Find the First Bracket Match

Brain-Flak, 685, 155, 151, 137 bytes


Try it online!

136 bytes of code, plus one byte for -a. One indexed.

530 bytes golfed off! That's probably the largest golf I've ever done.

14 bytes saved thanks to Riley!

This abuses a formula of the opening/closing parenthesis: if you take the ASCII values, increment it by one, and take modulo of 4, the openers (({[<) will always get 0 or 1, whereas the closers ()}]>) will always get 2 or 3.


#Push 1

#While true

    #Pop stack height

    #Compute (TOS + 1) % 4

    #Decrement if positive

    #Push 0 onto alternate

    #Toggle back

    #Pop two zeros from alternate if closer

    #Push height of alternate stack

#Make each time through evaluate to 1


#Push the number of loops onto the offstack

05AB1E, 17 16 10 bytes

-1 thanks to carusocomputing

-6 thanks to Adnan for his amazing insight that "after incrementing, the second last bit is 0 for an opening bracket and 1 for an closing bracket"


Try it online!

Ç          # Get input as ASCII values
 >         # Increment
  2&       # And with 2 (0 for open and 2 for close brackets)
    <      # decrement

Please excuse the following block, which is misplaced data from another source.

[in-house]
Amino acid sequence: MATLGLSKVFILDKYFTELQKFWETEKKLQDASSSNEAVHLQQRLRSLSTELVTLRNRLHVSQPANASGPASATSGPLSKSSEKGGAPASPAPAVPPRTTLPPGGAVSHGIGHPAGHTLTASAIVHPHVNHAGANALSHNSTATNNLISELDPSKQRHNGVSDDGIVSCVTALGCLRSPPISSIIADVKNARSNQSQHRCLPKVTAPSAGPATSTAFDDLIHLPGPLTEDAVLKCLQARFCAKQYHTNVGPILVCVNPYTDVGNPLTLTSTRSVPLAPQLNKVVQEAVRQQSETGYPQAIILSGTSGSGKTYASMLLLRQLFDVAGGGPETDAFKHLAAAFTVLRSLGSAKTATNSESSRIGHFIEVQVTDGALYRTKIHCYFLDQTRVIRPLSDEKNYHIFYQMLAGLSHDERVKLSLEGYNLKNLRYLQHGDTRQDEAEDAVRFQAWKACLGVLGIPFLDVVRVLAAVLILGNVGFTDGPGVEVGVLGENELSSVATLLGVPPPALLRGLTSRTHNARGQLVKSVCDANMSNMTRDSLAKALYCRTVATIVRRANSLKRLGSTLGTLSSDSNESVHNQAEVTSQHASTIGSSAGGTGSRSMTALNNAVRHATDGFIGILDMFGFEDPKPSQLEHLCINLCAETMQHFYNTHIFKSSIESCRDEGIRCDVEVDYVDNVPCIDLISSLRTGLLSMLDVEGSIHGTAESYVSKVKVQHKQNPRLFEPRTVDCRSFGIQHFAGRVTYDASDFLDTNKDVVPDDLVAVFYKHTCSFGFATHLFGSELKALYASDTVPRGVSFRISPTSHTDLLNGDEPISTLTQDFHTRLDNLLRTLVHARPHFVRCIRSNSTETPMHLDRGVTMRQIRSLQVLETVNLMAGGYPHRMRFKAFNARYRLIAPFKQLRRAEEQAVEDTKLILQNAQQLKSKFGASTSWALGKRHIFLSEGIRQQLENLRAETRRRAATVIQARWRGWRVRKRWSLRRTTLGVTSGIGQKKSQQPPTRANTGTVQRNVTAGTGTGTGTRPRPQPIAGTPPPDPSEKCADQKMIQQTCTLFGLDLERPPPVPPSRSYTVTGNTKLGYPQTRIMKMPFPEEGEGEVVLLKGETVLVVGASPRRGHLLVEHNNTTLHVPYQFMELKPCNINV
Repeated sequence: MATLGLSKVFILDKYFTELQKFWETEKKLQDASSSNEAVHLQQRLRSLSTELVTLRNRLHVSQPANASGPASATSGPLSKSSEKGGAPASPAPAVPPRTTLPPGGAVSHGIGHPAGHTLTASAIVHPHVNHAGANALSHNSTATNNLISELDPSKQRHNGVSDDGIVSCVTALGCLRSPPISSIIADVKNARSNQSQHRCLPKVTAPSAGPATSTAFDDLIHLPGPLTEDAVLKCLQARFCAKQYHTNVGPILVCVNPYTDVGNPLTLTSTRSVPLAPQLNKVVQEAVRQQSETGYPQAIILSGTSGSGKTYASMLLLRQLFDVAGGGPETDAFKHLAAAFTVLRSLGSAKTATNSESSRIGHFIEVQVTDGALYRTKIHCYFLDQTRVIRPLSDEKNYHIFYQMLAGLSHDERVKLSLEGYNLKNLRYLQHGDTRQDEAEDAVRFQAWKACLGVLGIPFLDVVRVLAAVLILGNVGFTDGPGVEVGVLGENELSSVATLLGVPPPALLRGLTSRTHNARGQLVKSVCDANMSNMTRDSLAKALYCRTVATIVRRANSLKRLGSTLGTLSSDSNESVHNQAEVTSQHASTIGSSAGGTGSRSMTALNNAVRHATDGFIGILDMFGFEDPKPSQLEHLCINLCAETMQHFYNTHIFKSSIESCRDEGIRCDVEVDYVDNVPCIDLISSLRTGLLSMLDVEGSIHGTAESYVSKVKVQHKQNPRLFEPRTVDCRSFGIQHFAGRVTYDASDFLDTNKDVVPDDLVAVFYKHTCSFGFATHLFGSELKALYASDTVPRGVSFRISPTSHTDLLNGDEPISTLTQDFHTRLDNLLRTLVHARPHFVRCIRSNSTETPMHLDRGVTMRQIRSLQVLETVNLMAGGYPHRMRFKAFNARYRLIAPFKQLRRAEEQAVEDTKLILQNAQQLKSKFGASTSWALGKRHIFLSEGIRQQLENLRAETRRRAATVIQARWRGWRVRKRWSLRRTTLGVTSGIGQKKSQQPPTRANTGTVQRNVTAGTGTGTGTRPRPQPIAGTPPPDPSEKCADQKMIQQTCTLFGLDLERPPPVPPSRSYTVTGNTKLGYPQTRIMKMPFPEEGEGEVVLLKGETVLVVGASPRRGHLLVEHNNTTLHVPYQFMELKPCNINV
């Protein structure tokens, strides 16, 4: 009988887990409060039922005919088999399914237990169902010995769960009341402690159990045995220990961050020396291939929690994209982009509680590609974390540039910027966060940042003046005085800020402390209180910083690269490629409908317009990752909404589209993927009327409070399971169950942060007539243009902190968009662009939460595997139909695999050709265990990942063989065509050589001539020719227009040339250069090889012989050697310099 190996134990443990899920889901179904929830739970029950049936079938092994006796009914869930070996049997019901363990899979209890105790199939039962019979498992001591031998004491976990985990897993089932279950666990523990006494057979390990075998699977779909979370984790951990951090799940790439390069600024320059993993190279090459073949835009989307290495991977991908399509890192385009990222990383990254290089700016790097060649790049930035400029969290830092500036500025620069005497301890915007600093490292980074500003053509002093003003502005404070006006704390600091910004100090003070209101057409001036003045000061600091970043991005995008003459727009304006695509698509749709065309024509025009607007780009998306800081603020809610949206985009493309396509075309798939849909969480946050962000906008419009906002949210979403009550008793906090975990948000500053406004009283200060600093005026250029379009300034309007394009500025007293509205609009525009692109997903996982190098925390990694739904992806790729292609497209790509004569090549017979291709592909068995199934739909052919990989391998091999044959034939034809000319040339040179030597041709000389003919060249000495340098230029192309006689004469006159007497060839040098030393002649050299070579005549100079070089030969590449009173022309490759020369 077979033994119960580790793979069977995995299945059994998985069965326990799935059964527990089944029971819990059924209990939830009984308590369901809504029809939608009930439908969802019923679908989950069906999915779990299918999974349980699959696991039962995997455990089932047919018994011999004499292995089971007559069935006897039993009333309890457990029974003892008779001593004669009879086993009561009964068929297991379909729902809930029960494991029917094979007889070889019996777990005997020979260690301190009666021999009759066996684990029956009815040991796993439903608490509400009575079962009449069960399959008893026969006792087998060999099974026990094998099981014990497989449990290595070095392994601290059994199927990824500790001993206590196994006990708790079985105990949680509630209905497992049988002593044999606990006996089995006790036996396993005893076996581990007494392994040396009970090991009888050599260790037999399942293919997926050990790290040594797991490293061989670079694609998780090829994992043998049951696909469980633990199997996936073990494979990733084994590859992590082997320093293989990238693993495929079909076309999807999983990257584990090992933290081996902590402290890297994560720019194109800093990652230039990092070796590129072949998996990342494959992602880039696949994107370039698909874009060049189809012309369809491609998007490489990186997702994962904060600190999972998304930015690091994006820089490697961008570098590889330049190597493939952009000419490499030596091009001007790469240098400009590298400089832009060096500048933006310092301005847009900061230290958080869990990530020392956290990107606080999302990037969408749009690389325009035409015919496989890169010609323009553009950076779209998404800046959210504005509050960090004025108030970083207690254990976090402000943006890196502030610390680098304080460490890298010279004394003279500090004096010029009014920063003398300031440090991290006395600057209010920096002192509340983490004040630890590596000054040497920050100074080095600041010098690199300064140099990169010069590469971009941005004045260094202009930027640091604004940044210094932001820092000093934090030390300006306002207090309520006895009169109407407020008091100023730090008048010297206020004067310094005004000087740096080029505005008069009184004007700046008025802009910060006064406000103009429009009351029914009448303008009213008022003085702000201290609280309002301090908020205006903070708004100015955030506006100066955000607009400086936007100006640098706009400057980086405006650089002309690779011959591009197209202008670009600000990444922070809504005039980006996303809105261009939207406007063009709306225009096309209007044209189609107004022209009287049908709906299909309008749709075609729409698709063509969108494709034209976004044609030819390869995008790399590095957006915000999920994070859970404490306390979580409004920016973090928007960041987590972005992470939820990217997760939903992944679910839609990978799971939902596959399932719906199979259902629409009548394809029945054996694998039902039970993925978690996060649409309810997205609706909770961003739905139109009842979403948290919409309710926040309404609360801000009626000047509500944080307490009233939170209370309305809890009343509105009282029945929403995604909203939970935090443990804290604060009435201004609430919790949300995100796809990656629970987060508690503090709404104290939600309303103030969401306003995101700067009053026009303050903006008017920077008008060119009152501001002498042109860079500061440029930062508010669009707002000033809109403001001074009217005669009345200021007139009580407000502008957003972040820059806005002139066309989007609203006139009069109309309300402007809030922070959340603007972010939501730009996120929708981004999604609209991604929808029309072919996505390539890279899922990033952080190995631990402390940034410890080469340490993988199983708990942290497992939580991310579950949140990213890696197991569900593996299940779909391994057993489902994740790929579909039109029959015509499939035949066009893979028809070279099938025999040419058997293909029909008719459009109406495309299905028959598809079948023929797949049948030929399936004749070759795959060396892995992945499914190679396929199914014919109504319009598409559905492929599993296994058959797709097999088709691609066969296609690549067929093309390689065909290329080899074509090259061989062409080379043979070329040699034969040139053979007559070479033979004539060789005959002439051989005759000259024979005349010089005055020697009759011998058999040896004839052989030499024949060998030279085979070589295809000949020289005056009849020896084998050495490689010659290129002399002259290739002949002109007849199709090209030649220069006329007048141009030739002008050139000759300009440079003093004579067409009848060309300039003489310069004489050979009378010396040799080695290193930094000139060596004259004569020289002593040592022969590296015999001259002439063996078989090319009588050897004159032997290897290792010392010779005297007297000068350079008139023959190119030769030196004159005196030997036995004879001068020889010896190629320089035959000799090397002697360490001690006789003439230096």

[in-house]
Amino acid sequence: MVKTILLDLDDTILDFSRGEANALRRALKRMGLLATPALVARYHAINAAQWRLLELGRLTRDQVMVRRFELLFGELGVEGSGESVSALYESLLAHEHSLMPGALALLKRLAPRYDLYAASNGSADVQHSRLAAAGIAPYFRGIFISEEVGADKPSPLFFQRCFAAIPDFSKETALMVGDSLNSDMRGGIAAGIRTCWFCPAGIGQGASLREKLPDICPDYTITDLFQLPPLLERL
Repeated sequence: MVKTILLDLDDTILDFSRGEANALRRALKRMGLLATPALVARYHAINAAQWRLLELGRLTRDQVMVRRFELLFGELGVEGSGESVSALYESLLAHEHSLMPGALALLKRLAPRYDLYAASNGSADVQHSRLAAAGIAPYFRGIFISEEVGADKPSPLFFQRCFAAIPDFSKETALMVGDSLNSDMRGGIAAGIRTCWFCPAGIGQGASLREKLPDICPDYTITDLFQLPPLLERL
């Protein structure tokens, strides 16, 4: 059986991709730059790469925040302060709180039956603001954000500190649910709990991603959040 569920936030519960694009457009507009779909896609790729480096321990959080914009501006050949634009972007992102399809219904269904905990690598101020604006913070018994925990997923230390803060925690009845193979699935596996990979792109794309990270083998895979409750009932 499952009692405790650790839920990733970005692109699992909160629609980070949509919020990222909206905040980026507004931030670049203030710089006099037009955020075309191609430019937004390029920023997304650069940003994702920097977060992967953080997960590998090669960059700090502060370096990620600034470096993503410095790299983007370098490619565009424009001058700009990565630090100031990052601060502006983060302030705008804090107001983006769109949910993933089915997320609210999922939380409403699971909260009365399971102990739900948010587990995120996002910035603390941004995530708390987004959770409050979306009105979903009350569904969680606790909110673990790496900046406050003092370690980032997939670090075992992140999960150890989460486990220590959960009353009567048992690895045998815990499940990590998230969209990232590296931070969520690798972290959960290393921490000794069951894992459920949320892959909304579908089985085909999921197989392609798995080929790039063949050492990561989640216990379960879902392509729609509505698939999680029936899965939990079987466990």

.p    # prefixes
       O   # Sum
        0k # Print the index of the first 0

Vim, 23 bytes

:se mps+=<:>

Try it online!

I'm really sad about this answer. This solution is beautifully elegant and short, but, by default, vim does not consider < and > to be matched, so I need 13 bytes of boilerplate code. Otherwise, this would just be 10 bytes.

I would have posted a V answer, but that would only be one byte shorter, namely changing Vr to Ò, since Vr is a common vim-idiom.

This is 1-indexed but could be trivially modified to be 0-indexed by changing the 1 to a 0.

:se mps+=<:>        " Stupid boilerplate that tells vim to consider `<` and `>` matched
%                   " Jump to the bracket that matches the bracket under the cursor
 D                  " Delete everything from here to the end of the line
  V                 " Visually select this whole line
   r<C-a>           " Replace each character in this selection with `<C-a>`
                    " This conveniently places the cursor on the first char also
         C          " Delete this whole line into register '"', and enter insert mode
          1<esc>    " Enter a '1' and escape to normal mode
                @"  " Run the text in register '"' as if typed. Since the `<C-a>` command
                    " Will increment the number currently under the cursor